Obama's Legacy Rests on Whether He Stops the Dakota Access Pipeline (Indian Country Today, 10/17/16)

Why Psychology Should Be Part of the Fight Against Climate Change (Huffington Post, 1/18/16)

Terrorism, Shared Trauma and Citizenship 2.0

Less than two months after 9/11, I had the opportunity to hear Vamik Volkan speak on terrorism, religious and ethnic identity issues, and mourning over loss in the wake of this shared national group trauma. So, I couldn't be happier that Dr. Volkan will be in Knoxville on October 26th to present a conference on Terrorism and Its Effects on Politics and Society – the morning session of which is open to the public. He will focus on topics from his latest book, Enemies on the Couch: A Psychopolitical Journey Through War and Peace.

The opening chapters of Enemies on the Couch trace the evolution of psychopolitical thought from its more narrow focus on individual growth and development to expansion of our understanding of large group trauma and international relations.

In his books, Volkan writes of both popular and professional resistance to ideas about how we come to identify others as enemies or friends, how we engage in relationships with them, and how the effects of external, historical trauma are passed on to the children of those who suffered the consequences directly. But the idea of historical trauma has, for some time, also been acknowledged among people and groups who have experienced its intergenerational effects.

I became aware of this when I practiced in New Mexico in the 1990's. There, many Native Americans were already working with the notion of historical trauma to heal themselves and their communities from traumatic effects of physical, emotional, social, and spiritual genocide, endured for more than 500 years, and imposed under European and American colonialist policy.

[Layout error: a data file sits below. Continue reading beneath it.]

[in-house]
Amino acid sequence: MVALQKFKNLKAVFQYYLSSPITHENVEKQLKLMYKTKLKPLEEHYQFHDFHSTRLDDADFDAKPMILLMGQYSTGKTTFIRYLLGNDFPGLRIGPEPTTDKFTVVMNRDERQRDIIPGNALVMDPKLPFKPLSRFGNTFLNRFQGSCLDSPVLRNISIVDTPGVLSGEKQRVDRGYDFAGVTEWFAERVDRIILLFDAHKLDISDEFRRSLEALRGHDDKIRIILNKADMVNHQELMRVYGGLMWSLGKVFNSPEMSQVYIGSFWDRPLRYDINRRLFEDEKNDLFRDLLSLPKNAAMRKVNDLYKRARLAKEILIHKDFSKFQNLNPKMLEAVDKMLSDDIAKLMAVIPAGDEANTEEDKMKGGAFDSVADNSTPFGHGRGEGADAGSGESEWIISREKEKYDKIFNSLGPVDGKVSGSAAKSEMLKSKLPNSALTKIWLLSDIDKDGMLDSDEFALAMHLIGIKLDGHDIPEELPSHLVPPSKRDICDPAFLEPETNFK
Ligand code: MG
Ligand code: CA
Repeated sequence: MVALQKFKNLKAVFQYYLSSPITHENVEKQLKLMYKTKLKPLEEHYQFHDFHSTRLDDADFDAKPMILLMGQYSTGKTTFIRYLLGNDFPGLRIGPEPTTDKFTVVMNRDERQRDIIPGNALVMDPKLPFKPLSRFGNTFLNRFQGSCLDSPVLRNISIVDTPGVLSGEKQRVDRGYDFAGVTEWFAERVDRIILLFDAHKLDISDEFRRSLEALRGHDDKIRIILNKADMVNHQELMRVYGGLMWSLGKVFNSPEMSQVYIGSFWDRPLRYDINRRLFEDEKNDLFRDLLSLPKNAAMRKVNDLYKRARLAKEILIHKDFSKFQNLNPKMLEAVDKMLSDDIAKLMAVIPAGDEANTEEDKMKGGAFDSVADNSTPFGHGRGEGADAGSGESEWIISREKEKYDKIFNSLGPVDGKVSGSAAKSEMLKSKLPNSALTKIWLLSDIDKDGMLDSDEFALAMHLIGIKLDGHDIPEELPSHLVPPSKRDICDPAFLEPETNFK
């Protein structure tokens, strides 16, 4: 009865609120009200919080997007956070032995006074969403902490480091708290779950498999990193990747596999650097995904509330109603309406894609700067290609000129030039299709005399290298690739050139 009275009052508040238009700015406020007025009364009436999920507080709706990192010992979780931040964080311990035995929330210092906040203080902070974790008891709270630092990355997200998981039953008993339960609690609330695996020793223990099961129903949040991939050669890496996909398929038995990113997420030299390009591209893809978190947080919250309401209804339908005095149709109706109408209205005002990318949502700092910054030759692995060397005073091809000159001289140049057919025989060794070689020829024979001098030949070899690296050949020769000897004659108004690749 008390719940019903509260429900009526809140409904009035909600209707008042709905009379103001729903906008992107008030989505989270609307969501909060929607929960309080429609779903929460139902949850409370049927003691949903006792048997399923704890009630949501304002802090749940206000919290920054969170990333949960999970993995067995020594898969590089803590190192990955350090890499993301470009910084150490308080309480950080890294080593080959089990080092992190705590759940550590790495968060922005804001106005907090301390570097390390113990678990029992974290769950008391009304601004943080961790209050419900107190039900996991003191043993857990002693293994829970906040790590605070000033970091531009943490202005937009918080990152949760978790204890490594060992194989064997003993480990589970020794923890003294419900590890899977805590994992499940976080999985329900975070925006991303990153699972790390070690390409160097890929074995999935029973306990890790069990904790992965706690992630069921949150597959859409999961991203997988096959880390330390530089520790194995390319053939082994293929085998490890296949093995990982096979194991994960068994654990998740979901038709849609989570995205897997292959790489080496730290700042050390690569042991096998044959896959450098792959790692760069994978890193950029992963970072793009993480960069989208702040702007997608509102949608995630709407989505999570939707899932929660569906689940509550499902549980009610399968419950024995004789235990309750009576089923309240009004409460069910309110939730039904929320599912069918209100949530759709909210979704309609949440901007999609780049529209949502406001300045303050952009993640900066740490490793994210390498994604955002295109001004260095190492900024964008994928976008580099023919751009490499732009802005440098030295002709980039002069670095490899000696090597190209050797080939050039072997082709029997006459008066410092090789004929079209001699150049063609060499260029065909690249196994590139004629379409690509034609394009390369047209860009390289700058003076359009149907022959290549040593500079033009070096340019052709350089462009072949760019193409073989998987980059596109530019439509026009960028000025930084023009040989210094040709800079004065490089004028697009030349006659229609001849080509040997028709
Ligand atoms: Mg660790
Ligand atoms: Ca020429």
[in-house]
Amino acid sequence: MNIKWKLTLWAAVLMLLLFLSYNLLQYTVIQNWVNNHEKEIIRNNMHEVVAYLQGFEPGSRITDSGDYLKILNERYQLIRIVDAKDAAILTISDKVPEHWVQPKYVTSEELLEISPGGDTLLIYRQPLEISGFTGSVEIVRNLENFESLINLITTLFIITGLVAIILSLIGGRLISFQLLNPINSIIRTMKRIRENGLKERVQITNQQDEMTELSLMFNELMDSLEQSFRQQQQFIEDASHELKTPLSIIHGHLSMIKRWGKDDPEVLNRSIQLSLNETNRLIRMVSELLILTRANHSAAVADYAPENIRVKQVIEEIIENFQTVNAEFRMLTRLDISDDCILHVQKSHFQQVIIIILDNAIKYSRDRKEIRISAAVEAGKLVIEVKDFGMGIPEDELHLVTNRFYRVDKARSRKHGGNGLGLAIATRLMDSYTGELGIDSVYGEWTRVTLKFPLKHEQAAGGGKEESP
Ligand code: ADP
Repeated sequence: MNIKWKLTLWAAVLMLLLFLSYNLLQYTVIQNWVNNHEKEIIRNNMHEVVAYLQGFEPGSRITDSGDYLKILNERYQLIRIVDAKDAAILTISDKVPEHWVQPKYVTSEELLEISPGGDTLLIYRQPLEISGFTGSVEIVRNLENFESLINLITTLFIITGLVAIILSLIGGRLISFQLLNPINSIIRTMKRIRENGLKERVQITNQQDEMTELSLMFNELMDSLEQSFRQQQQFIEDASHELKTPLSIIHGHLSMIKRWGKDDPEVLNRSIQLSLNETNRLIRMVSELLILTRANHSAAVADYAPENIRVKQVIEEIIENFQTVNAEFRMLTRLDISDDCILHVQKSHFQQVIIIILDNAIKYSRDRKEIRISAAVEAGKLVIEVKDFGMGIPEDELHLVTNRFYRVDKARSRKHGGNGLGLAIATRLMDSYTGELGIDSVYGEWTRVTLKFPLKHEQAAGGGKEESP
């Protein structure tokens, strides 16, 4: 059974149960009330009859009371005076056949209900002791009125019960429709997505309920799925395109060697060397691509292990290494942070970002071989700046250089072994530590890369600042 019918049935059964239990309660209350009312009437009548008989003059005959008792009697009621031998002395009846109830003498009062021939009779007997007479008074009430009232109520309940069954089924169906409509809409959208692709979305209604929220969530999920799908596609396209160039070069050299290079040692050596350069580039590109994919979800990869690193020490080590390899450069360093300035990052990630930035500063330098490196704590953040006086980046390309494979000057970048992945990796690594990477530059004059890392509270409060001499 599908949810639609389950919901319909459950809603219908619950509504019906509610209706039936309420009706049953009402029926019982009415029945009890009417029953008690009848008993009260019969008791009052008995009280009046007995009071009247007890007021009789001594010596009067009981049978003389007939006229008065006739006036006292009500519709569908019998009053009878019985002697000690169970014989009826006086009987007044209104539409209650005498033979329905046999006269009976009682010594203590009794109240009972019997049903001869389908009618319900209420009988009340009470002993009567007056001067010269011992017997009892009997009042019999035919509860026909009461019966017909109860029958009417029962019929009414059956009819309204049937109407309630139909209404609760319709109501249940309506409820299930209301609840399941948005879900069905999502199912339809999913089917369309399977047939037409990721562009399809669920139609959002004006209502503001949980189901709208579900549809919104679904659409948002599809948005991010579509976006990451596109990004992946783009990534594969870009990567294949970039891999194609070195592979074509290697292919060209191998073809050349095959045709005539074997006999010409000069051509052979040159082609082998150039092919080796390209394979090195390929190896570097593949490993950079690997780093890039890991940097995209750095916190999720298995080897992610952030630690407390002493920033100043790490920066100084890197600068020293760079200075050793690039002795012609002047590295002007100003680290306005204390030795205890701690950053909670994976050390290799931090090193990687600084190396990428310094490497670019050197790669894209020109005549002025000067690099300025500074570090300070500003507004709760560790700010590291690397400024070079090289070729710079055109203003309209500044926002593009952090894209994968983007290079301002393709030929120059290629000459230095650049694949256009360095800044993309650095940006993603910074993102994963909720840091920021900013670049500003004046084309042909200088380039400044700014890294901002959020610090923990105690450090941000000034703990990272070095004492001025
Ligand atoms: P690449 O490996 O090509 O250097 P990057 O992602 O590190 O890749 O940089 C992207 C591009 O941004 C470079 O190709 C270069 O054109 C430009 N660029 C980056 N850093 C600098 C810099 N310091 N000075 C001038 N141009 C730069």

Here in the South (and elsewhere) descendants of both slaves and slave holders now use a "transforming historical harms" framework to acknowledge and heal wounds from racism that is rooted in the history of slavery in the United States.

Professional attitudes began to change in a concrete way, says Volkan, with the initiation of a series of dialogues facilitated by the American Psychiatric Association's Committee on Psychiatry and Foreign Affairs between Egyptians and Israelis from 1980-1985. He describes the dialogue process, and his participation as a facilitator, in fascinating, inspiring detail.

After 9/11, the International Psychoanalytic Association formed a Terror and Terrorism Study Group. In 2011, the American Psychoanalytic Association's outgoing president Prudence Gourgeuchon urged psychoanalysts to be more active in providing information regarding the human behavior behind traumatic events lest statements by people with less knowledge prevail. 

In a 2007 essay about my own shift toward using psychoanalytic ideas to understand the world beyond the consulting room, I wrote: "The space between changing the world one consciousness at a time and influencing social change on a larger scale has always seemed like a huge leap." 

Hearing Dr. Volkan in 2001 (and several times thereafter), I have relied on his work as a major source of information for my continuing professional interest in the transformation and healing of collective trauma. I also use it to inform my day-to-day citizenship, and my participation in social and environmental justice projects.